Updated: May 27, 2021 3:27:56 am
Farmers protesting against the Centre’s three farm laws at Delhi borders Wednesday observed a ‘black day’ to mark six months of the agitation, and burned effigies of the government.
Though the crowds at the three borders have thinned, farm leaders said that agitation will continue till 2024 if their demands are not met. Bharatiya Kisan Union leader Rakesh Tikait, during a press conference, also reiterated that farmers will call off the protest only once the three farm laws are repealed.
“It is an absolutely unprecedented movement. Nowhere in the world has something like this been seen. The government continues to keep farmers in the dark and are not listening to their demands. We do not know how this (protest) will end. But we will not move. Even if we have to sit here till 2024, we will do so till our demands are met,” said Tikait.
There will be similar protests in other states, including West Bengal, Rajasthan, and Maharashtra, in coordination with farmers across the country, farm leaders said.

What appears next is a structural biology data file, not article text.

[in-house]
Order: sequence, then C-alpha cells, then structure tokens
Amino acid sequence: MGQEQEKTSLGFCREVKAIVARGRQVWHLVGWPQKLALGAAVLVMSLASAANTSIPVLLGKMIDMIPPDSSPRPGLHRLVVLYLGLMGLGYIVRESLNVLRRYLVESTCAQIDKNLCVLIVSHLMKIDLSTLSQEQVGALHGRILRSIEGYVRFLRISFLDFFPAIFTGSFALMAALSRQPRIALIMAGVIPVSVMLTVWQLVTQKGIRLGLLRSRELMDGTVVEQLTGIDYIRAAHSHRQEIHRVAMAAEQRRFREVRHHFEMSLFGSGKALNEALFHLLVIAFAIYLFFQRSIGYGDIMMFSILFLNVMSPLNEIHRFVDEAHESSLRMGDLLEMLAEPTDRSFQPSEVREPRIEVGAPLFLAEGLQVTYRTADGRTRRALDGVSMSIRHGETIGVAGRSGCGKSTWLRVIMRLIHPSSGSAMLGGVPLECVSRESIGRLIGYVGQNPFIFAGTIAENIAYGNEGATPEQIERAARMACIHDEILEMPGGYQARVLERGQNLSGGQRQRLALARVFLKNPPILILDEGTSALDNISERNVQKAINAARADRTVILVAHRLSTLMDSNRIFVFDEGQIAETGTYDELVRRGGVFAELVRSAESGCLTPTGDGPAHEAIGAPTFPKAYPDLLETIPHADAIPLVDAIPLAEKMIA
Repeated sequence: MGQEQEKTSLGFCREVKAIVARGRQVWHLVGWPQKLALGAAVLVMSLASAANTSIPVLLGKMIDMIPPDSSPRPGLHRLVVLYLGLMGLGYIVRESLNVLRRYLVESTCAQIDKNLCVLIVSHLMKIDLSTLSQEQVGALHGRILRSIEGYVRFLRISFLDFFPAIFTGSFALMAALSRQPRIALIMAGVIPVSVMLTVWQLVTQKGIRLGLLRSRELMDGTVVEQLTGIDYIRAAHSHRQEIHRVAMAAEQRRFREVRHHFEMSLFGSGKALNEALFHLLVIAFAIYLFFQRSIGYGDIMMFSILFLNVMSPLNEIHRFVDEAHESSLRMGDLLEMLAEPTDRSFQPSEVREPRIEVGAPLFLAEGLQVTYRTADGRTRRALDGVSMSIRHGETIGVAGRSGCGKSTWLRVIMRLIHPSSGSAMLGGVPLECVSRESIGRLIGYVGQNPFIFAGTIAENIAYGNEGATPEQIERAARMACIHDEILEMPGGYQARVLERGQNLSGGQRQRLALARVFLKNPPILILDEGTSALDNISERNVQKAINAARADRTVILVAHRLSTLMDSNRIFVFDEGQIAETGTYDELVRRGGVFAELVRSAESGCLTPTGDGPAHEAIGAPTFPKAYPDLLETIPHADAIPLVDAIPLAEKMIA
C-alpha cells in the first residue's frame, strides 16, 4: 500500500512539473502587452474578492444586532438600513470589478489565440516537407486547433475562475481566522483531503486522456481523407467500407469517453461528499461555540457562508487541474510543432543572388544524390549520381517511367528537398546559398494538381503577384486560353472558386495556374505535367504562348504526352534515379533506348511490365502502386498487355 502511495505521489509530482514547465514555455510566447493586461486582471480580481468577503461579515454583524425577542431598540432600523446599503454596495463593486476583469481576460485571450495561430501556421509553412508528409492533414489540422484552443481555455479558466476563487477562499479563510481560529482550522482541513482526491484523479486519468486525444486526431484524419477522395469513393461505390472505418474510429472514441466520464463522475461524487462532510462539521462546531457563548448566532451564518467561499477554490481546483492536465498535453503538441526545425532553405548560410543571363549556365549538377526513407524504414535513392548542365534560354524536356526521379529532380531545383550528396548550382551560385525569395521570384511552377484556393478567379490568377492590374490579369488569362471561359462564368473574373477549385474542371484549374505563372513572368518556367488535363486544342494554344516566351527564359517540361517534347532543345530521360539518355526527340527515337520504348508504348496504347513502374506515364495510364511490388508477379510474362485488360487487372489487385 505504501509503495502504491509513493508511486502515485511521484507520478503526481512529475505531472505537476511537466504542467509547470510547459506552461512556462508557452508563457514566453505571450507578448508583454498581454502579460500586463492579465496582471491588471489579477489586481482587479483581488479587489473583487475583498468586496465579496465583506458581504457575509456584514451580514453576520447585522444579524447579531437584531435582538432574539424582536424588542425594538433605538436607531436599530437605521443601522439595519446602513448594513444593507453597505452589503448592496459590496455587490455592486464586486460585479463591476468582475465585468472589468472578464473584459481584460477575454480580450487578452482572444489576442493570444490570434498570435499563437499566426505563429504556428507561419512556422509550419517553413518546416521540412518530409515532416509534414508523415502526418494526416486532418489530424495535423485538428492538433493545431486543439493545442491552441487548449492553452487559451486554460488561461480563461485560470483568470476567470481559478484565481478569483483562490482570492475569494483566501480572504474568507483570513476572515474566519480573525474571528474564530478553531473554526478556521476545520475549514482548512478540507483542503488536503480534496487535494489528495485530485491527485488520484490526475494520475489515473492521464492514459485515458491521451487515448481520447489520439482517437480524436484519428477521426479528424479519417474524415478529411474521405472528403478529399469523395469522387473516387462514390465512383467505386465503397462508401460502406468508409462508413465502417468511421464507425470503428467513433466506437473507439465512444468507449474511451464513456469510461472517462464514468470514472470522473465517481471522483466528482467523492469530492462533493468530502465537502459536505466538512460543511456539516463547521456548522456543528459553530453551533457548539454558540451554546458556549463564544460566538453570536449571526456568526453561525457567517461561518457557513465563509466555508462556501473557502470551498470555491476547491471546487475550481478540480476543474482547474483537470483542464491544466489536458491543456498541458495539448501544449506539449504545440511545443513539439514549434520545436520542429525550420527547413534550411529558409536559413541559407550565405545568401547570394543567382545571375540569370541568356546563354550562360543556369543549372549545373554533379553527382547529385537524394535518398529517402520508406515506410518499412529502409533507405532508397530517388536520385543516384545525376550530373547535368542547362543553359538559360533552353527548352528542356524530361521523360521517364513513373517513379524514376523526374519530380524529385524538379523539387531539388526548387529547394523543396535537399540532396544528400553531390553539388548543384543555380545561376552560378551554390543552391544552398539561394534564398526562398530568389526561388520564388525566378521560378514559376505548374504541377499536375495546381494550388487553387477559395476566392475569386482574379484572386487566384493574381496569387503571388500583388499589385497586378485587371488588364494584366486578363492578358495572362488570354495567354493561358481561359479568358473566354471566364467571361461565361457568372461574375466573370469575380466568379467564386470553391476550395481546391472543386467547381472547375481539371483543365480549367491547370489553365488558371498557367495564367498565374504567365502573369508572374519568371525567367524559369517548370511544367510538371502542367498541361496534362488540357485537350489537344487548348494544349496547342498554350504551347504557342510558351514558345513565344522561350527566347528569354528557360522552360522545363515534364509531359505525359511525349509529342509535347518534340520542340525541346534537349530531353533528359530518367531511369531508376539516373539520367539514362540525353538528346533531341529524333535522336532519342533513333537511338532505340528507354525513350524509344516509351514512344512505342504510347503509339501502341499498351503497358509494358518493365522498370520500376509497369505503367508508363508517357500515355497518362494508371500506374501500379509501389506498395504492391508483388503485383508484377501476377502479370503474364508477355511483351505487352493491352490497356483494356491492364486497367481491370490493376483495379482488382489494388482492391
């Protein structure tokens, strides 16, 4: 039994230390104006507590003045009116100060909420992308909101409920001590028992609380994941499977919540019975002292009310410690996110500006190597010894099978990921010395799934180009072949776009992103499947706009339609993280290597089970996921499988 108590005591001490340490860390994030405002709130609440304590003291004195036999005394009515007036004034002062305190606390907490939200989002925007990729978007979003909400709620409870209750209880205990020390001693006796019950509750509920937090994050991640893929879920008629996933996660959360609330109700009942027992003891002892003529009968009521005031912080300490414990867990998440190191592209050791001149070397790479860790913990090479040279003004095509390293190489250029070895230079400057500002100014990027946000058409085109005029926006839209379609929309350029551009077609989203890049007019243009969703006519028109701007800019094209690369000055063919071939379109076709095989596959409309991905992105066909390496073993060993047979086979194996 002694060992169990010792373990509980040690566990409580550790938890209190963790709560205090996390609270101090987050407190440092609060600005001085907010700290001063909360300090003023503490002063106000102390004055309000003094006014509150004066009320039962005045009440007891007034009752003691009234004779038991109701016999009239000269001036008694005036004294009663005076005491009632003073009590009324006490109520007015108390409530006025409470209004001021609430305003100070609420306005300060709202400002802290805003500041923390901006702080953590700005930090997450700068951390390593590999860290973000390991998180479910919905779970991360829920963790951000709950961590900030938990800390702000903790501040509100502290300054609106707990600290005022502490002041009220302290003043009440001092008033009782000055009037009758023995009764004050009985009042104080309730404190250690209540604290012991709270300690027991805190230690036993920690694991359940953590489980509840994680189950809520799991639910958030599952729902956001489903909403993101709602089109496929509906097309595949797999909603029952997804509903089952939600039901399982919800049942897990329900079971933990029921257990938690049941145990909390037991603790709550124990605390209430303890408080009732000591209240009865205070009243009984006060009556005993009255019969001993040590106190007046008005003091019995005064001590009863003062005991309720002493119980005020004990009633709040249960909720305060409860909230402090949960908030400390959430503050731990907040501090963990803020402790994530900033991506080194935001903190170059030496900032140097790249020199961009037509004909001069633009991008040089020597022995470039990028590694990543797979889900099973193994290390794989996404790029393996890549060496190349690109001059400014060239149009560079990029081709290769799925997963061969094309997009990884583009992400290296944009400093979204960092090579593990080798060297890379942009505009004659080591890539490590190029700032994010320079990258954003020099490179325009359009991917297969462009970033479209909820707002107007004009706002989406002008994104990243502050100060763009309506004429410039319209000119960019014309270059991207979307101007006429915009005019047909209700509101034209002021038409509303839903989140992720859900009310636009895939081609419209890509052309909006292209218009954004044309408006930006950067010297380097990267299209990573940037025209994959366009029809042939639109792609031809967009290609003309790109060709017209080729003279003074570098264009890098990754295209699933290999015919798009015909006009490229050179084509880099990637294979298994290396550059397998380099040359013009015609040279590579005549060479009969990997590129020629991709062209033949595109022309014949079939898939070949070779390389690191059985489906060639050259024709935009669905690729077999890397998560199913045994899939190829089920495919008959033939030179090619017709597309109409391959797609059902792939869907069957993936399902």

Farmers, mostly from Punjab, arrived at Delhi borders on November 26 last year to stage a sit-in against the farm laws. In days that followed, the protests grew as thousands of farmers from Haryana, Uttar Pradesh and other states joined in. The farmers have been at Singhu, Tikri and Ghazipur borders.
Tikait said the government is refusing to make a law on MSP, a point that has been raised by farmers ever since the legislation came into effect. He said the government has made laws without consulting the farmers, compelling them to protest. “If you have to make laws on agriculture, then talk to us. You can’t make laws sitting in Delhi without consulting the farmer. They will not make laws in the interest of farmers since companies need to profit. When I asked for bajra atta in Delhi I got it for Rs 65. They will buy it for Rs 10 from the farmer. The farmers have no recourse,” said Tikait.
Earlier this year, the government had agreed to put the laws on hold for 18 months subject to changes suggested by an expert panel. The farmers had rejected the proposal, reiterating their demand for a complete repeal of the laws.
On allegations of these protests becoming super-spreader events in the wake of Covid, Tikait said, “We all agree that Covid-19 is a bigger problem and yet the government is not willing to concede to our demands and let the protest end. The government has turned a blind eye to people dying on the streets. If the government wills, we can end the protest. But the onus is on them.”
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